Dear Friends of ACT:

Mark Hassemer

A couple of weeks ago, one of ACT’s Direct Support Professionals (DSP) came to my office and asked how many employees we have. This remarkably generous person had received a financial benefit as a result of a life event that would surely sadden each of us had it happened to us. But this person wanted to share it with everyone on our staff.

Our big-hearted friend was neither depressed nor sad about the circumstances; instead, there was excitement and happiness about sharing the news of this decision with me.

I won’t describe the family circumstances because it might betray some cherished anonymity. But I can say that the responsibility for earning a living and providing for family has not suddenly evaporated just because the end of year holidays are upon us.

Like most DSPs at ACT, this person earns less than $24,000 a year. But this DSP is always cheerful, always happy, and always doing what only happy people do. I’ll let you imagine for yourself what those things might be.

I didn’t know what to say. I was overwhelmed by the offer. Then I simply said that ACT was in a fortunate position this year to give every employee a bonus at the end of year holiday party. “Okay. That’s good,” came the reply.

After that conversation, I sat and thought a lot about my own giving, and why I do it. I’m honestly not sure how often I give with a cheerful heart, as was exemplified by this tremendously selfless offer.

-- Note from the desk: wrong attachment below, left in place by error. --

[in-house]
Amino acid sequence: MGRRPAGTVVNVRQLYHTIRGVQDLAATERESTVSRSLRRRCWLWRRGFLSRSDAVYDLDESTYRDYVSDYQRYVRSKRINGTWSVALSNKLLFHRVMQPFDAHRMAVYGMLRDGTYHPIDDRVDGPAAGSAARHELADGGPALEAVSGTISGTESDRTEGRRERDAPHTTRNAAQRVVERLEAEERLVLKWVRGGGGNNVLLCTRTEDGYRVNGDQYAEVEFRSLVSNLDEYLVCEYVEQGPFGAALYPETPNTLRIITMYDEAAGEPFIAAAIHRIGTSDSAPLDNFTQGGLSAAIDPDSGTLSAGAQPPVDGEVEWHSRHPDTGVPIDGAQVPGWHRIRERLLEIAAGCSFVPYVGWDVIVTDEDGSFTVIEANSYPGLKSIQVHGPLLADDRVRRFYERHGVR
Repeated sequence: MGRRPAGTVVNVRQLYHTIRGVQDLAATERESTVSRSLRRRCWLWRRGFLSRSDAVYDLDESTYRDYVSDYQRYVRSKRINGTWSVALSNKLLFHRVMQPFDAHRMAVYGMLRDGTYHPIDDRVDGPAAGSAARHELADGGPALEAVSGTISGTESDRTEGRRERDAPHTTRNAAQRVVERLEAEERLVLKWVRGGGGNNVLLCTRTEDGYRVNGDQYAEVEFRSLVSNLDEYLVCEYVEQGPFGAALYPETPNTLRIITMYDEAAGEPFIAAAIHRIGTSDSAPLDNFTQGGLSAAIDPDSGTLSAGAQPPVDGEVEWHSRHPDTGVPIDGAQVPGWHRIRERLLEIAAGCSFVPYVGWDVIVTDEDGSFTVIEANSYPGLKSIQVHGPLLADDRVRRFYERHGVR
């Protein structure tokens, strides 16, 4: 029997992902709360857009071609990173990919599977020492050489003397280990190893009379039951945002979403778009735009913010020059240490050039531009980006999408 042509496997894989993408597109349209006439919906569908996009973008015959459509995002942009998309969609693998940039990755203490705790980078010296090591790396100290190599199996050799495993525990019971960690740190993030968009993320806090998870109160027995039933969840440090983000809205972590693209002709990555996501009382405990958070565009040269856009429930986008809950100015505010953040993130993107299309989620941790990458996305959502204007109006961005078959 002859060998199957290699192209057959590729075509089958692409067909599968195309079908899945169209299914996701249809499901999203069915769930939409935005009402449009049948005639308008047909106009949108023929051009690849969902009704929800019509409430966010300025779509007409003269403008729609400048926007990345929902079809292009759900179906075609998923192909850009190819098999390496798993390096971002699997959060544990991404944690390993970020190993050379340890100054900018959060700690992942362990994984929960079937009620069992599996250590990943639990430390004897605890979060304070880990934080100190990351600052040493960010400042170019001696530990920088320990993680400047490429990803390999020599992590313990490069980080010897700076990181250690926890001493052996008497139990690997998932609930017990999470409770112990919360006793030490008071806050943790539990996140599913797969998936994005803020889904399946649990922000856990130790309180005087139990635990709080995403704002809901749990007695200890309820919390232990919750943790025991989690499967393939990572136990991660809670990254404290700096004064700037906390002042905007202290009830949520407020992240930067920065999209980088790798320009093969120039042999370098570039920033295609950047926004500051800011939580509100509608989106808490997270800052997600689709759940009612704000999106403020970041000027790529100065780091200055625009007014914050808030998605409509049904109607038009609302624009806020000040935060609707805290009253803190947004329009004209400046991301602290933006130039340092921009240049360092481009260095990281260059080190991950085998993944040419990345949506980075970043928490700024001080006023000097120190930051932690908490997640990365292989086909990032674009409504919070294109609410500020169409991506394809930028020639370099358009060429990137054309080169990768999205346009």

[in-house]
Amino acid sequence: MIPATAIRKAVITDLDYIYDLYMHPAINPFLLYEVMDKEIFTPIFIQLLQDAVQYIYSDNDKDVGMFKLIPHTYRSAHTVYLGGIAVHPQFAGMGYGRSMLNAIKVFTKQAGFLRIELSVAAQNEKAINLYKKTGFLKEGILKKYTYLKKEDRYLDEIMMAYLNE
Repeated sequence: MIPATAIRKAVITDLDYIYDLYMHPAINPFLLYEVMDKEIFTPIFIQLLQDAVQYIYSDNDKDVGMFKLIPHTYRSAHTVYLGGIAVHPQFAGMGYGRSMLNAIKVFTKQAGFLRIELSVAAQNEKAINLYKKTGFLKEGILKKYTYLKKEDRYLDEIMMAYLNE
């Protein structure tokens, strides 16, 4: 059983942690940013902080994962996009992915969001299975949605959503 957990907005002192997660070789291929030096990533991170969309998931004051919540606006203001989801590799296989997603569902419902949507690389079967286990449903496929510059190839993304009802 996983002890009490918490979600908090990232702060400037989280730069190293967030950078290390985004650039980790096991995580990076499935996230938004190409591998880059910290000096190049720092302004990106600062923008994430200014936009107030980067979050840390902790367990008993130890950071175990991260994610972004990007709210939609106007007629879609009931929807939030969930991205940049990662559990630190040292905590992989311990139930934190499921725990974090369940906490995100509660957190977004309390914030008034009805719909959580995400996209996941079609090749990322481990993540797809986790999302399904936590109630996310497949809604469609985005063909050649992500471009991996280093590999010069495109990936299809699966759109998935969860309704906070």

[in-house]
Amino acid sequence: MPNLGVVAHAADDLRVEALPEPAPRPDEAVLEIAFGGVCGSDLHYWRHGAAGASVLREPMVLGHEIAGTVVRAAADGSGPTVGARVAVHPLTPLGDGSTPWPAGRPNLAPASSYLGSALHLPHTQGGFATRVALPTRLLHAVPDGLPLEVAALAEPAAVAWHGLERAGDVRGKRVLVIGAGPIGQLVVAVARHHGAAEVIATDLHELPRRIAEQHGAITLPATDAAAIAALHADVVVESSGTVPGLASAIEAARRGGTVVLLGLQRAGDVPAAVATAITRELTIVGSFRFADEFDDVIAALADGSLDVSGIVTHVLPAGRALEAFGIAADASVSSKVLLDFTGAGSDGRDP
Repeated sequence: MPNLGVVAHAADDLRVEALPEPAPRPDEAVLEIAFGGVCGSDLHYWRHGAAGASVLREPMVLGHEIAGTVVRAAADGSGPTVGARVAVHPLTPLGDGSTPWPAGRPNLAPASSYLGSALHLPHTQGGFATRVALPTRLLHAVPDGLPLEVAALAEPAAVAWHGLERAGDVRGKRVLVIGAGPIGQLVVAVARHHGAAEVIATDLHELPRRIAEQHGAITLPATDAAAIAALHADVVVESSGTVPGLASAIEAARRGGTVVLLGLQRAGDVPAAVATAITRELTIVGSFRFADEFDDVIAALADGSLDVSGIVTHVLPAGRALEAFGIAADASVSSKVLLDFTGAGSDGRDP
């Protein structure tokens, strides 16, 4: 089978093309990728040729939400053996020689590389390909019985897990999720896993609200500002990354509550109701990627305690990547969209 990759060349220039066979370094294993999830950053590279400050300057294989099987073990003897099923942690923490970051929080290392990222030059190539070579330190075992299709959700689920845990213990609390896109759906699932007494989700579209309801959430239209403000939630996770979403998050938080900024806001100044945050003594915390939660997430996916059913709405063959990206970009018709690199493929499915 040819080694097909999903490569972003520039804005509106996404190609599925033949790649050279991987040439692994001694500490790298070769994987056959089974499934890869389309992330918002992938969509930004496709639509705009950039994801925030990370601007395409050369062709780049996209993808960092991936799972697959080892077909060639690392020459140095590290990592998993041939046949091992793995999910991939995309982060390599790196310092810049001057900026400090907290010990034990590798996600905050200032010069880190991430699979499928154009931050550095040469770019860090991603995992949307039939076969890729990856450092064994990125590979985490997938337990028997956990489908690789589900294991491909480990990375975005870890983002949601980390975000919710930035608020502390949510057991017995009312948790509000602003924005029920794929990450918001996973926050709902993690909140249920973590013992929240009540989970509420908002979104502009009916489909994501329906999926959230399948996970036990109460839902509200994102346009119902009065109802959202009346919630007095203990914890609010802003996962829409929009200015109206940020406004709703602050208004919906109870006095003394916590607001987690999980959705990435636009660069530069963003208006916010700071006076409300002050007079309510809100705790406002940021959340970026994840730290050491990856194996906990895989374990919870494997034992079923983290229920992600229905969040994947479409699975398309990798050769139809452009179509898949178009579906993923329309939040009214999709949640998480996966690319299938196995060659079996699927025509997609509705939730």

I saw the person again later. I said, for now, it would probably be best to keep the money, in case it is needed later. The response was a shrug and a smile.

Right now, I don’t know where that money will go. But I doubt it will stay put in the pocket of the person who probably needs it most.

Generosity on this scale is confusing, unsettling. Where does it come from? What motivates this kind of selfless giving? I’m not sure.

But I think it’s a good story to share at this time of year. Our days are short and cold. We bundle up and run from our cars to our houses to avoid the chill. It’s as easy to slip on the ice as it is to slip into isolation, depression, and loneliness.

The tradition at Christmas is giving gifts. The spirit of giving warms and elevates each of us…if done as intended, not out of obligation, but generosity.

Giving generously sends a very strong message to one’s subconscious mind: I have enough and everything will work out in the end. The miser Scrooge, we know, was miserable in his stinginess. He had plenty to give and was happy in the end that he did.

Many of the people we support at ACT have needs. Usually it’s the basics like clothes, kitchen tools, help with dental care, transportation, or other ordinary things that fall between the cracks and are left unattended.

Each December we participate in CoMoGives, a month-long campaign to raise money for over 90 organizations in Central Missouri. It’s an online campaign organized by the Community Foundation of Central Missouri. If you’re inspired by the generosity of our staff member, I hope you’ll consider digging deeper this year to make a contribution that benefits one of the people we serve. You can do it here: www.comogives.com/product/alternative-community-training-act/

I don’t think I measure up to the example I’ve shared. But my co-worker’s willingness to act as if he or she has plenty to offer has inspired me to see that I have plenty, too. I’ve been shown how to give with a cheerful heart. What a gift!

Until next month,

Mark